South Africa issues notice of termination of some citrus exports to the EU

"At times in the past the South African citrus industry has elected to voluntarily suspend export of some citrus types from some production areas to the EU market," says Deon Joubert, Citrus Growers' Association envoy to the EU.

"The objective has been to exclude potential interceptions of citrus black spot-symptomatic fruit at the tail end of the season and to protect the longterm sustainability of the EU market."

"Experience has shown that the prevalence of CBS interceptions increases in this period, particularly on the late Valencias," he says.

To date South Africa has received 12 notifications of false codling moth (FCM) interceptions from the EU and has implemented stricter measures to mitigate the risk of additional FCM interceptions.

Although there has been only one CBS interception in the EU so far this season, there is a need to also mitigate the total number of interceptions. To effect this, the Disaster Management Committee (DMC) of the CGA agreed to voluntarily suspend inspection of certain types of citrus fruit from certain production regions as of midnight 12 September 2020.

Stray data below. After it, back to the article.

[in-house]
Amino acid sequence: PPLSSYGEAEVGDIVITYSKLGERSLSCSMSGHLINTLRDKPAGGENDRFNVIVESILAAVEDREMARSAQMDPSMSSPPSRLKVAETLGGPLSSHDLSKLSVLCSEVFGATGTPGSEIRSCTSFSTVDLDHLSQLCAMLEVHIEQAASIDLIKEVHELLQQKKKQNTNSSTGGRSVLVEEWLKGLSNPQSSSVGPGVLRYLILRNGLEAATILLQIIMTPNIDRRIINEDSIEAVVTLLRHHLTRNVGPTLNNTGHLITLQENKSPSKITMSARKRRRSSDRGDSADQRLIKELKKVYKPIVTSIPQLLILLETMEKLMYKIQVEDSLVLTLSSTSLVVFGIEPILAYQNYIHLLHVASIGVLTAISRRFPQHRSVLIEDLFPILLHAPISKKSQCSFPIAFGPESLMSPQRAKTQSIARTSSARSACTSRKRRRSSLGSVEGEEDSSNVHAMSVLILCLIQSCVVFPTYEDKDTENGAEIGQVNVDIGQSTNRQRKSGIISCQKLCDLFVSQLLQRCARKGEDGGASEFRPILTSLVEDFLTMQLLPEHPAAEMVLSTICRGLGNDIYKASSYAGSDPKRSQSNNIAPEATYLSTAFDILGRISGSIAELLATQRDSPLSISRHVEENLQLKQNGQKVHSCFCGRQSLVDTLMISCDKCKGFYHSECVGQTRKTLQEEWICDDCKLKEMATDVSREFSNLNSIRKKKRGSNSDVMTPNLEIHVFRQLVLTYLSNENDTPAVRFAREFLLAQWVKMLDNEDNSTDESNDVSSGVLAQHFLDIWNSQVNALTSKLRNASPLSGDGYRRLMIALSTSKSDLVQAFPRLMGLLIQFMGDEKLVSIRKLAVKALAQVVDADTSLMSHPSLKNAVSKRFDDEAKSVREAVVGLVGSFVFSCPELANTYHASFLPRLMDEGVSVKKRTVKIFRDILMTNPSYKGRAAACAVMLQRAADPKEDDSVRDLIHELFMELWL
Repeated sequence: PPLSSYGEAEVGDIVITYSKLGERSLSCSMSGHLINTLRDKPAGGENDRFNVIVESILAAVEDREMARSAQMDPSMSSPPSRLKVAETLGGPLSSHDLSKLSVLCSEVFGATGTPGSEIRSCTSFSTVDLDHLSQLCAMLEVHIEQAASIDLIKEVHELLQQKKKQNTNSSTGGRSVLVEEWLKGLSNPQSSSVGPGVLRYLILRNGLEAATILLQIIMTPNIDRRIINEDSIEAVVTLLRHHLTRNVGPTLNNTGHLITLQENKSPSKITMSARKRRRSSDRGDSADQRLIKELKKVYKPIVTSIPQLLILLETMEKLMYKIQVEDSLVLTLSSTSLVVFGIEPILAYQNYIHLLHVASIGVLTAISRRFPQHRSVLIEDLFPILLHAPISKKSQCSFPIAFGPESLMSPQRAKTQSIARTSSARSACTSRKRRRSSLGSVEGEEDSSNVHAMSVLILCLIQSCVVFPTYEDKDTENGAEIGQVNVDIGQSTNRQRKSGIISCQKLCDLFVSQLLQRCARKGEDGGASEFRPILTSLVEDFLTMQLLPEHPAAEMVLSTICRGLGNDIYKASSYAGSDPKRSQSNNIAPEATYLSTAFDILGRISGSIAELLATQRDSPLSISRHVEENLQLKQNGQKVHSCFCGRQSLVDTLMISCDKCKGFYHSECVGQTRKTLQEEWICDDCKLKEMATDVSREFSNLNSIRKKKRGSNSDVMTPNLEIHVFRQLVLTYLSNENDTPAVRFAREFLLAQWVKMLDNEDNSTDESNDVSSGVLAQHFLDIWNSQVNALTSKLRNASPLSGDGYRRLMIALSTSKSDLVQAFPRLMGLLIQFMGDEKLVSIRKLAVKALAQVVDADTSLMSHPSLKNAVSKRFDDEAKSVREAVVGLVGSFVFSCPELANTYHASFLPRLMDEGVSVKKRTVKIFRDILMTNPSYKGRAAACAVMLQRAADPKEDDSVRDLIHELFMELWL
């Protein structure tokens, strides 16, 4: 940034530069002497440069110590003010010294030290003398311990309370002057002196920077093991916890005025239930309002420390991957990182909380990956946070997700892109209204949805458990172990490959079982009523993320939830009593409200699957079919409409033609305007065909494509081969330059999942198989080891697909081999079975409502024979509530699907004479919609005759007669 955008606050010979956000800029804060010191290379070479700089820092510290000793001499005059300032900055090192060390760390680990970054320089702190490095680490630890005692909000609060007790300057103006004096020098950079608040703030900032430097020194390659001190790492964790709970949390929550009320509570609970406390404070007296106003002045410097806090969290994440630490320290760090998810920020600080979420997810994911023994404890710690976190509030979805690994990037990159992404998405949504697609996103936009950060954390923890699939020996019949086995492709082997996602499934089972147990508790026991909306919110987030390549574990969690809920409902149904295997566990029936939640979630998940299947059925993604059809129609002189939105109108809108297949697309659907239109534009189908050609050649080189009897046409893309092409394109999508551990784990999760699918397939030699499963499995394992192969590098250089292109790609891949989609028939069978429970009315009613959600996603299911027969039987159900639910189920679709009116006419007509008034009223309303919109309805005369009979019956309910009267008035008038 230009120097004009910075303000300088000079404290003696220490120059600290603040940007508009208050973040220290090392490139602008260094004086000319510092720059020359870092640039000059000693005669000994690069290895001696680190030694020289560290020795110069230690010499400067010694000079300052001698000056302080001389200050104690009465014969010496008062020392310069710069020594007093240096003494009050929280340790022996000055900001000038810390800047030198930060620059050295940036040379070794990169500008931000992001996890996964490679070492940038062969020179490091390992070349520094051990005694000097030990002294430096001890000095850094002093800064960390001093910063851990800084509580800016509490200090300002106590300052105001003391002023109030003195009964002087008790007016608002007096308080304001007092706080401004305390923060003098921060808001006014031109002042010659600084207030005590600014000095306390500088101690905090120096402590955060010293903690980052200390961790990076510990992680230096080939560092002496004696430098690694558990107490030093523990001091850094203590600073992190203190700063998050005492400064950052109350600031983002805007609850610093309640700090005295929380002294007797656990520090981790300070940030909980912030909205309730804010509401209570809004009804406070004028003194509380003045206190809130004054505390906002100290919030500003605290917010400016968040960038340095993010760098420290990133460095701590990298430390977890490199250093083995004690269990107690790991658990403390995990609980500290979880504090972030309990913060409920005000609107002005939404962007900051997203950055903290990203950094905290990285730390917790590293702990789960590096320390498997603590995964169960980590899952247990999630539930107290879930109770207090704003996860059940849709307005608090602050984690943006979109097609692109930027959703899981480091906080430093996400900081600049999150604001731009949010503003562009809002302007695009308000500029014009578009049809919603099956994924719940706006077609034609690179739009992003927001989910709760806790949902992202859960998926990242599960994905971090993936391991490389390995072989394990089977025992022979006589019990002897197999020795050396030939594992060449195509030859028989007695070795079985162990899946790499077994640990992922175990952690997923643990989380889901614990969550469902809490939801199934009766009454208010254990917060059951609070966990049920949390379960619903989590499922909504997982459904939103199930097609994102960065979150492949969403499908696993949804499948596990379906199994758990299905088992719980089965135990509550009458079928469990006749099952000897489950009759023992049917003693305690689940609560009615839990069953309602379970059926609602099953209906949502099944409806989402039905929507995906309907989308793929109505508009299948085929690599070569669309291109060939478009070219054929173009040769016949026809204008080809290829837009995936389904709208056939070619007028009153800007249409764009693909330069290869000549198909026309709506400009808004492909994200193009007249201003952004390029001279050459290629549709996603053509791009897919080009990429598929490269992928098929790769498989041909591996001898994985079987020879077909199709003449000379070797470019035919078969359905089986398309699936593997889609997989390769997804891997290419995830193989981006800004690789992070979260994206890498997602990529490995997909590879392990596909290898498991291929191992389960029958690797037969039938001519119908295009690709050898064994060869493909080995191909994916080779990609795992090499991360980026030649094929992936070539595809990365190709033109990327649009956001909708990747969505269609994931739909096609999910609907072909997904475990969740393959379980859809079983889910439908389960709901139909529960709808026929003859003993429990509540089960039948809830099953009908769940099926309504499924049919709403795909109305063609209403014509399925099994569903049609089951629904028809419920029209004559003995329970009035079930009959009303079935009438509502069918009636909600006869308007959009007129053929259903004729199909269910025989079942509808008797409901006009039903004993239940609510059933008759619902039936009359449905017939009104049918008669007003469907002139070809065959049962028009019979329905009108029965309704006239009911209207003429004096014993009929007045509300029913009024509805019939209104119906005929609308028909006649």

"This is a proactive and diligent intervention to underscore the South African citrus industry’s commitment to responsible and sustainable risk mitigation."

The DMC agreed to request the Department of Agriculture, Land Reform and Rural Development (DALRRD) to support the industry with implementation. The ministry indicated their support and it was agreed that the intervention can be effected through automatic withdrawal of EU registration of affected orchards on the PhytClean system.

This will mean that the Perishable Produce Export Control Board will not inspect any citrus fruit of the affected types and production regions after midnight on 12 September.

The following production areas and types of citrus fruit are excluded from the early closure:

1) The CBS-free areas of the Western and Northern Cape 2) The low risk Gamtoos and Kat River production regions in the Eastern Cape 3) Mandarins (soft citrus) because it is a low risk citrus type.

Source: Fresh Plaza

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